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Led by Paul Maccabee, MaccaPR is a blog from Minneapolis-based Maccabee, a strategic public relations and online marketing agency.

Dedicated to inspiring chief marketing and PR officers, corporate communications directors and marketing professionals, MaccaPR was named one of the "Best PR Blogs in the World" by InkyBee

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Is social media all about massive numbers of followers, likes and shares?

Posted by Christina Milanowski on Nov 24, 2014 6:12:00 AM


Marketers obsess over whether they have more Twitter followers or Facebook fans than their competitors. Clients and social media agencies are dazzled (and intimidated) by sheer size. Consider that as of last week:

  • Taylor Swift had 46.5 million Twitter followers.
  • Jean-Claude Van Damme’s “Epic Split” video had 76 million views on YouTube.
  • RedBull had 45 million Facebook fans.
  • Old Spice’s "Man Your Man Could Smell Like" video had 49.5 million views on YouTube.
  • The Dove “Real Beauty” Sketches film, which became the #1 most viewed online ad of all time in 2013, had 65 million views and tens of millions of shares, likes and comments.
But what do these numbers mean for your organization? No marketer really says, "Check out our telephone system, it can reach 350 American homes!" Listen folks: It's not all about the community size and fan counts!

SpeechLast week, Paul Maccabee and I presented on this very topic for a wonderful audience of Minnesota Women in Marketing & Communications members - thanks for hosting us!

We talked about how social channels are just that: Channels, delivery mechanisms and infrastructure. The biggest opportunity of social is creating quality, relevant content to fill those social highways for your audiences – that will inspire them to take action. Sure you have to have a decent-sized social community with whom to share content, but, from our viewpoint, it isn't all about massive numbers of followers, likes and shares.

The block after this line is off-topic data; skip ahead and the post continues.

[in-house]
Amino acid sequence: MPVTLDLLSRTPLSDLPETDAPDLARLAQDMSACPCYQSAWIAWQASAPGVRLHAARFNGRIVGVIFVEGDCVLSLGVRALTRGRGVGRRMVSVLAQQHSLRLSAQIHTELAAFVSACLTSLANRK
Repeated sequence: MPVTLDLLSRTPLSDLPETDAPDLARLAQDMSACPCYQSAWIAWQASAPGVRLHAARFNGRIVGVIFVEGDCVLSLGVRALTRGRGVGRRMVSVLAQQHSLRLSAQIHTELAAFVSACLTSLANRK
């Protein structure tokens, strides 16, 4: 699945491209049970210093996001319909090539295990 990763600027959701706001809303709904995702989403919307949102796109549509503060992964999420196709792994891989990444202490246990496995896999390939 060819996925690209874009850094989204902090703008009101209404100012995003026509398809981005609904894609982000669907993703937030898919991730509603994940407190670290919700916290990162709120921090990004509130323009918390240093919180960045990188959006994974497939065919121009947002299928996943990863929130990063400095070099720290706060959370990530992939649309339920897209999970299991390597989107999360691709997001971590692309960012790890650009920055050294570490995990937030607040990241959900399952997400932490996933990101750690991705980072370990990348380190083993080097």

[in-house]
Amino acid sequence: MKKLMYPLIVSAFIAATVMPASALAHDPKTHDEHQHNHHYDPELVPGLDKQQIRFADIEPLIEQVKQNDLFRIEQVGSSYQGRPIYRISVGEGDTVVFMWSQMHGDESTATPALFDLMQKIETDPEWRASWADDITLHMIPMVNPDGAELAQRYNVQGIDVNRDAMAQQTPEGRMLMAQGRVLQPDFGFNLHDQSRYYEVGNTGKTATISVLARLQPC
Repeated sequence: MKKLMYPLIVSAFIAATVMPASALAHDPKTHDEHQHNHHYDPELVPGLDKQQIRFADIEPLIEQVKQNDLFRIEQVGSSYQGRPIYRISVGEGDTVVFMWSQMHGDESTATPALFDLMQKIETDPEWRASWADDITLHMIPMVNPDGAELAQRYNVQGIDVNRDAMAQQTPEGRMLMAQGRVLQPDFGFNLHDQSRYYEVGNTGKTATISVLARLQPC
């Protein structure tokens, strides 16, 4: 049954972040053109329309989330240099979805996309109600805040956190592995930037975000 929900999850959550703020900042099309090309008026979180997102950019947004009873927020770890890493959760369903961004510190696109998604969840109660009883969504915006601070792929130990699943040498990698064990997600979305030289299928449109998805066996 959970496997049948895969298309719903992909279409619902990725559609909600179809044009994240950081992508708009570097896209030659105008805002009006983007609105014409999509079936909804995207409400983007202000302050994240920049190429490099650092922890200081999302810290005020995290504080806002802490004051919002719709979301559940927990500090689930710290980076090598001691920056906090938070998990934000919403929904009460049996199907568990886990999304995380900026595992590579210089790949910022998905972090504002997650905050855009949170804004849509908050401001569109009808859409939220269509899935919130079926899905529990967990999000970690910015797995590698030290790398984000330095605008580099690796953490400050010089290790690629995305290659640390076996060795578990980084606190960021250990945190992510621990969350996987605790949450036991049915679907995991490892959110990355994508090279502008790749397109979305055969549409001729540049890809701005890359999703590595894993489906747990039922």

(Source: Rebecca Zenefski)

Social Media Is the Means to Many Success Metrics

  • Traffic to your content ships (owned online sites like your website, landing page or blog)
  • Awareness of your product or service
  • Brand engagement
  • Real-time, back-and-forth conversations with your customers 
  • Customer loyalty
  • Sales leads 
  • Consumer, business or trade media relationships
  • Tradeshow or event participation
  • Donations or volunteers, if you're a non-profit
  • Relationships with referral sources and industry influencers
The list goes on! In addition to these strategic musings about social media, we addressed the art of social media with 13 visual storytelling tips and the science behind social behavior. For more on how your business can leverage social media for your content ships, take a look at our Social Media Workshop presentation.

What do you think – are followers, likes and shares the yardstick upon which we wisely measure social media efforts? Share your thoughts in the comments!

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Topics: Social Media, On the Road

The New Wave of Fem-vertising: 5 Female Empowerment Campaigns We Love

Posted by Caitlin Jagodzinski on Nov 19, 2014 6:32:02 AM

Eight years ago, Unilever’s Dove brand began exploring how its female consumers perceived beauty by using real women—of all shapes, sizes and backgrounds—as the faces of its marketing campaign from agency Ogilvy & Mather Brazil. What was born from this now-lauded “Dove Campaign For Real Beauty” is today’s embrace of female empowerment as a powerful theme in advertising.

Flash forward to 2014—add in the conversational power of social media and the requirement for marketers to stand for something larger than their products–and you’ve got a wave of “fem-vertising” that's sparking spirited conversations about gender equality.

From Always and Under Armour to Pantene and Verizon, let’s take a look at some of the best examples of fem-vertising and why it works:

1. Always: #LikeaGirl

The latest campaign from Procter & Gamble’s Always feminine hygiene products swept social media by storm in June 2014 by seeking to twist our perception of the common insult “like a girl” into one of positive reinforcement for young women. The campaign, from Chicago agency Leo Burnett, posed a simple question: What does it mean to do something “Like a Girl?”